Archive for February 5th, 2018

Esther is one of two books that contain no mention of God, the other being the Song of Songs (Solomon).  It can be argued that the book of Esther is the scripture’s clearest example of the doctrine of providence.  God, although hidden from our view, works through circumstances and human choices to accomplish His own ends.  Esther teaches us to see the hidden God revealed in the ebb and flow of personal and world events and to praise Him for His continual care. In today’s reading we see the ‘hidden’ God at work in a surprising change of events, at least they must have been surprising to Haman: after all he had it all figured out!


In earlier chapters Haman had managed to get Xerxes to give him permission to commit genocide (Est 3:8-11), and full of pride boasted about his ‘superior position’ (Est 6:10-12). He had substantial gallows built on which to ‘dispatch’ his hated enemy Mordecai. But how quickly tables can be turned!


Haman, along with the King, dines with Queen Esther for a second time. I wonder what Haman thought would be the outcome of this second banquet?  King Xerxes asked Esther for her petition …’it will be given you.’ (Est 7:2).  A bold promise from a King who did not yet know the answer to his question (compare Mk 6:21-29).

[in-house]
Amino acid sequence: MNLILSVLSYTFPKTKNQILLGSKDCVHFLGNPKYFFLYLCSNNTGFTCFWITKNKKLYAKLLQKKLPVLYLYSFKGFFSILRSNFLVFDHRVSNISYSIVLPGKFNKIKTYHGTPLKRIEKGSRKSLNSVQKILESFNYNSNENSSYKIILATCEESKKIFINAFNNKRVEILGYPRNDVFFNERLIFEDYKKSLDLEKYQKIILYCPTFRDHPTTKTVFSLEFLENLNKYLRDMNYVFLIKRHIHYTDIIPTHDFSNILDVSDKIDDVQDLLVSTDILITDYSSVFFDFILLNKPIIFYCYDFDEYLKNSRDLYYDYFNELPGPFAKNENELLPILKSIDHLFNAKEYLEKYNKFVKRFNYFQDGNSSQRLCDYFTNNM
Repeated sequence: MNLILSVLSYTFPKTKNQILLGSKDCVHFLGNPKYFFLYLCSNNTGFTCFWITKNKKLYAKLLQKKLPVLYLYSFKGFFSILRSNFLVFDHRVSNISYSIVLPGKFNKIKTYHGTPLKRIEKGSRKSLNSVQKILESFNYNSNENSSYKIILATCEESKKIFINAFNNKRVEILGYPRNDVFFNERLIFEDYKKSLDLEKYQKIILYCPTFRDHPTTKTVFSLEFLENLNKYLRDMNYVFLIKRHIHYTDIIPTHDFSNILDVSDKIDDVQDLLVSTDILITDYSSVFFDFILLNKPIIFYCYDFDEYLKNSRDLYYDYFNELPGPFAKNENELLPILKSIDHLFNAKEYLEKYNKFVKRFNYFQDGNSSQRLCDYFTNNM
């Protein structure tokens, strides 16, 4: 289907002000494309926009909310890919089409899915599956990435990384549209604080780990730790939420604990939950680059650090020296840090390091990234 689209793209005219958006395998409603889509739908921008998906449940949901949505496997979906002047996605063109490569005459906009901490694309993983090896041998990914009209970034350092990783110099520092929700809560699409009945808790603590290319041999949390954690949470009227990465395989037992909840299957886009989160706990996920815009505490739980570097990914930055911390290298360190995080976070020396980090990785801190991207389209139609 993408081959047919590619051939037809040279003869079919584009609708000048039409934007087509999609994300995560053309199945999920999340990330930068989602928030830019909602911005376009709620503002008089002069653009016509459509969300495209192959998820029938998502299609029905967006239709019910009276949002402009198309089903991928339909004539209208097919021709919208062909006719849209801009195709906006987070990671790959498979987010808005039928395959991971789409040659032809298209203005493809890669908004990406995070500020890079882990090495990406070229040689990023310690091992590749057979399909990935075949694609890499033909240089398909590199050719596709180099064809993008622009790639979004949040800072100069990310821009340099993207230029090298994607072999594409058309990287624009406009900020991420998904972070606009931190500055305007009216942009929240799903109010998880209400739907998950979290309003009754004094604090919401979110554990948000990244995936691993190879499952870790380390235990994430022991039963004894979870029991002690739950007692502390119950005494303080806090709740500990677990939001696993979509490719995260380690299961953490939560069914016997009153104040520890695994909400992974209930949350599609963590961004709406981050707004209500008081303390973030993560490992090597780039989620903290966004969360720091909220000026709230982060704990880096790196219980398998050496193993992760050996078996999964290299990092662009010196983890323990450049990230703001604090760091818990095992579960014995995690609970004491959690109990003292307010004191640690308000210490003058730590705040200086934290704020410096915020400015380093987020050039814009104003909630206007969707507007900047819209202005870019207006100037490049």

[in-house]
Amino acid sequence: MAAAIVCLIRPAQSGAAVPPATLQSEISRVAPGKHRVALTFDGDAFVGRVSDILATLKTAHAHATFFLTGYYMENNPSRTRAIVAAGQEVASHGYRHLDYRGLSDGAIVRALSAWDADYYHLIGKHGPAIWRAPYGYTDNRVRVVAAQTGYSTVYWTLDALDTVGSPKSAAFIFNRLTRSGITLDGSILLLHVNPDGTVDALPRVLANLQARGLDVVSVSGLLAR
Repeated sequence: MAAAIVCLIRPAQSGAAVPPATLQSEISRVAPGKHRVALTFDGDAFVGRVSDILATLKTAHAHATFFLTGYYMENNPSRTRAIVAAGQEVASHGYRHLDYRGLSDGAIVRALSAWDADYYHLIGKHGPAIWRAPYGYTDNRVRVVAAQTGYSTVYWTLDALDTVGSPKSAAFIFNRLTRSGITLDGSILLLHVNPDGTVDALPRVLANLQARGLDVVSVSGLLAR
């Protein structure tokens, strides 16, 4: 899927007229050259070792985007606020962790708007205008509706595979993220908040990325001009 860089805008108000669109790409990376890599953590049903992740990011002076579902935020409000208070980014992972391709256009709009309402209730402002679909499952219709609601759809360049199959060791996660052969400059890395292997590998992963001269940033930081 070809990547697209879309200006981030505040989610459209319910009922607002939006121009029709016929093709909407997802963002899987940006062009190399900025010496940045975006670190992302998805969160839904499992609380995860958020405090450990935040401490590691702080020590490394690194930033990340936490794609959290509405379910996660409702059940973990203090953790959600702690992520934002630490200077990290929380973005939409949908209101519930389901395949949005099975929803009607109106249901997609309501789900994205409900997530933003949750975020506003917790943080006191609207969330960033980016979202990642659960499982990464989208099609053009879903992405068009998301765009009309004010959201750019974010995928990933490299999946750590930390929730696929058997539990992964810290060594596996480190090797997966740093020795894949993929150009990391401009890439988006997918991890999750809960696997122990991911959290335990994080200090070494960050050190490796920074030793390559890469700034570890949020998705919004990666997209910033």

The answer of course, was the last thing Haman wanted and in a desperate move, he throws himself (the passage almost implies literally) upon the Queen for mercy.  The King returns from the garden and enraged at this ‘molestation’ has Haman hanged on the very gallows he had prepared at his own house for Mordecai.  A fitting end we might feel, but this chapter is another example of how almighty God watches over His chosen people and that they, His chosen people, will never be completely destroyed.


God is equally committed towards us.  The covenant of the ‘new blood of Jesus’ means that born again Christian believers are grafted in and are thus part of His chosen people (Rom 11:11-24), and although He might at times be hidden, God is indeed in total control.

Have you ever wondered why we are called to ‘pray for the peace of Jerusalem’ (Ps 122:6-9)





* * *






Father, I praise you that you are always at work even when I cannot see you, and that you are always watching out for and over your chosen people.  I thank you that you chose me when you revealed the Lord Jesus through the work of your Holy Spirit that I might believe on Him and be saved.  To your glory, forever…..Amen.

February 2018
« Jan    

Have a Question?

Your Name

Your Email

Your Question


Please type in characters above